The Otago Peninsula is the most fun part of the area, as you might expect, and the ultimate most-fun has to be Larnach Castle, not just for the sight but for the story. I’m shocked no one has yet made an opera of this guy’s life: rich chap builds this huge place for his wife, only to have her die. Another wife did too, and then the third one ran off with his son. Ouch. Then came the money worries, which of course was a lot worse than the piddling problem of spouses. Not only did he shoot himself, so did the son. . . which made me really curious as to what the gal they shared looked like. But damn is it a beautiful castle, especially for being the only one in the country, if you don’t count the crumbled Cargill’s Castle (shoutout to Christiane).
I was a little leery of the penguin tour–at the appropriately called Penguin Place–because as I’ve stated before, the only animal smellier than the elephants are the penguins. Luckily you don’t get too close to them. It’s much like the place I saw years ago on Phillip Island near Melbourne, where you sit on stands and watch the penguies come up on the beach and drop into their holes in the sand.
As for Glenfalloch Gardens–love the name–when it’s raining, the chalet is more impressive than the garden. That’s all I gots.

Invercargill
Passed a sign that basically said that way–and how many km–to “Gummie’s Bush.” When asked, was told the town once belonged to an old Maori who was toothless. Yes, I like short stories.
Invercargill is no big deal, pleasant enough but nothing much to see. There’s a nice but tiny museum, simply called Southland Museum and Art Gallery; doesn’t take even close to an hour. This is really just the place where you go if you want to hop on to Stewart Island.

Stewart Island
Known as the “Third” island, Stewart is pretty big, though you never really get to feel how big it is unless you’re in a plane way high up. It’s kinda shocking to find there are 500 people who live on the island, most of them in one town, but then I didn’t see all 700 square miles. Mountains and forests, so hiking and camping more than socializing. In fact, there’s hardly anything to do but hike. Most people who don’t get seasick might like a boat tour, but I wouldn’t know about that. The sightseeing flight, however, was totally worth it.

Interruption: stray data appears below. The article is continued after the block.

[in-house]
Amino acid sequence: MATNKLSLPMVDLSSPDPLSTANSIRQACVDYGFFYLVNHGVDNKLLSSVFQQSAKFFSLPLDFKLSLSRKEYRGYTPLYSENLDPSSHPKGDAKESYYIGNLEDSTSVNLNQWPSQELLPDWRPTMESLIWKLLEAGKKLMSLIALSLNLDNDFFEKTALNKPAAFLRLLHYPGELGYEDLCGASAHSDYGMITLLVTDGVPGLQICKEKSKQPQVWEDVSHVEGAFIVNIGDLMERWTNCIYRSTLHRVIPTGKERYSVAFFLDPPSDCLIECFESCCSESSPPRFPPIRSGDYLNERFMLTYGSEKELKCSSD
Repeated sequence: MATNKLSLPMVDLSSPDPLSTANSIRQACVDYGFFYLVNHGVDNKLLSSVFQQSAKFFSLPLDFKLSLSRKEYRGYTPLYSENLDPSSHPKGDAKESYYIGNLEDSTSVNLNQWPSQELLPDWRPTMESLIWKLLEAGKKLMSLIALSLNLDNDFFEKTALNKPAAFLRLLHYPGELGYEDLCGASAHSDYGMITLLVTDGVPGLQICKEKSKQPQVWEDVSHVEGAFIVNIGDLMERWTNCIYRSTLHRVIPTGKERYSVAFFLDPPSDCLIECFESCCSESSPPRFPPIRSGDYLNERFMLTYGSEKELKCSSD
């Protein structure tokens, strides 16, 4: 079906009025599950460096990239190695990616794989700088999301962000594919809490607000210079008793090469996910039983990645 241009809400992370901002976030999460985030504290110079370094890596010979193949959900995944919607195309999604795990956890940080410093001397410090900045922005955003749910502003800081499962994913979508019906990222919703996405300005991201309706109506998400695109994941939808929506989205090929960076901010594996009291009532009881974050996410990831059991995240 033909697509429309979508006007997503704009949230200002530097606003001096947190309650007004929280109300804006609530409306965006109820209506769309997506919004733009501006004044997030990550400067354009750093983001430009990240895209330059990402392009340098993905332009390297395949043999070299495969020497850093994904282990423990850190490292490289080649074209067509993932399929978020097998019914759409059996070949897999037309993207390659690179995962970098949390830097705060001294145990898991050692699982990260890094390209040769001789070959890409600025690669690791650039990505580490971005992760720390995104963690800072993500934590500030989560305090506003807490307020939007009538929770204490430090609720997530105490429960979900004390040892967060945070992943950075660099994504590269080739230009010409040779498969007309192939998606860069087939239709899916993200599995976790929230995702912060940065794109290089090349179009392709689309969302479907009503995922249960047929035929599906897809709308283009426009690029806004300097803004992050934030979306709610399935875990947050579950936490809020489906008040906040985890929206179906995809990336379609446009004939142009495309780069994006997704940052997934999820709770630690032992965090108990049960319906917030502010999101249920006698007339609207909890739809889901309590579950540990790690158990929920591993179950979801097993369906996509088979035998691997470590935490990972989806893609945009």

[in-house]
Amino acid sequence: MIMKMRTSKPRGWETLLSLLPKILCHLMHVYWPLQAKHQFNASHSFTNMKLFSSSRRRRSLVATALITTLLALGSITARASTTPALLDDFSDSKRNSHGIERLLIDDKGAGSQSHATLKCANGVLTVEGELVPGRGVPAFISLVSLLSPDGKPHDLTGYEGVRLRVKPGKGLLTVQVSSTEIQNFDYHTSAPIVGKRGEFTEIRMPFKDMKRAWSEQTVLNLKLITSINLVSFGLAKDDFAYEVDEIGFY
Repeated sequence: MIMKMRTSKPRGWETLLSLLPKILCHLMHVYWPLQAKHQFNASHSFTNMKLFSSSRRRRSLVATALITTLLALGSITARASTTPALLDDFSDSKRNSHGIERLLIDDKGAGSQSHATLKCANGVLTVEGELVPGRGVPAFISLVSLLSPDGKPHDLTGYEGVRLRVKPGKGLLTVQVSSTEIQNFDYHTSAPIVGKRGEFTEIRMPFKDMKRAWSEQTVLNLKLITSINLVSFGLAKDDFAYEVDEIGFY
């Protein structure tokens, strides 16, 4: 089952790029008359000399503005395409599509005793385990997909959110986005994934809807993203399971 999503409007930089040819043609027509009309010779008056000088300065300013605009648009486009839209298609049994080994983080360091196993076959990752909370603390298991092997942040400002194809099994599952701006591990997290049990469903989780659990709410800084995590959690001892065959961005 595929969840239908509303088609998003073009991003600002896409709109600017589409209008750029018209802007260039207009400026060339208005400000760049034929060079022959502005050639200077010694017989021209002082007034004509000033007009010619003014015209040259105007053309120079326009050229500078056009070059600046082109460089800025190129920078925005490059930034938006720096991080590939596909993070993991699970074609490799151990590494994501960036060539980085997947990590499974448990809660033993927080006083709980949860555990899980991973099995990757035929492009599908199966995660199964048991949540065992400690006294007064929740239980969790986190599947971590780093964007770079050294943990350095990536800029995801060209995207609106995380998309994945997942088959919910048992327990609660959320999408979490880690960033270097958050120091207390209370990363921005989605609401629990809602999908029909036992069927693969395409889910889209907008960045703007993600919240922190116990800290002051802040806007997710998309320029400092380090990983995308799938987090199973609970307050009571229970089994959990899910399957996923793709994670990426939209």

Fright Cove is near the southernmost tip of Stewart Island, and of New Zealand, if you read the previous parts correctly. How’d it get its name? This one is too good not to quote directly: “At dinnertime one of those absent on duty was solacing himself with a pipe among the bushes, not dreaming anything that lives or breathes intruded itself between him and his messmates. But a huge seal had previously emerged from the waters and gone ashore to take this siesta beneath the shelter of this very spot. Annoyed doubtless by the unwanted odor of the weed, it elevated its bulldog visage right vis-à-vis to the smoker. {This is the best part!} Their astonishment was mutual.”
Just try to picture that and not laugh!

Well, that was fun! Two and a half weeks of no TV, hardly any computer–though one night I did get bored and watch the whole season 2 of The Guild. And I don’t consider my cameras as technology, just extensions of my eye and memory. . . shut up, let me have this one, okay? I am now guessing the original photographer broke his leg on purpose because he didn’t want to deal with all the rain. I loved it for about a week, then had to go back to the hotel and, after drying off, getting wet again–this time with hot water–and bouncing on the bed a few times, I turned on the TV and saw the 100 degree temps and wildfires back home, and decided I could take rain for another day after all.
While there are many authors that become big hits, you hardly ever hear about screenwriters. Larry Gelbart wrote a lot of episodes of M*A*S*H, and if you ever saw “A Funny Thing Happened on the Way to the Forum” or “Tootsie” or “Barbarians at the Gate,” you’d be sad too about him passing away. I’m no starstruck Hollywoodie, but I would have liked to have met him. . .

Appendix (non-inflamed)
New words I learned:
Afters–Basically, dessert. This was extremely good to know! Also, they sometimes say “beautiful” when they mean “delicious.” Which fits, but when a guy says that about his pudding, it makes me look up to see who passed by. . .
Box of birds–feeling healthy (like “Fit as a fiddle”) Did not even ask.
Bent–crazy. I didn’t need to know this, but it was fun. Also “scatty.” For some reason they wanted me to know all of these.
Browned off–angry, disgusted. Don’t even wanna think about this one. . .
Chilly Bin–portable cooler. This one is just plain cool! Use it at the next football game.
Ear-bashing–yes, it hurts your ear, but it’s from too much talking.
Cornies–corn flakes, though I can think of better. . .
Wahine–I only include this because I already knew this was the word for “woman” in Hawaiian. Never did get to find out if the local hunnies liked being called that.

;o)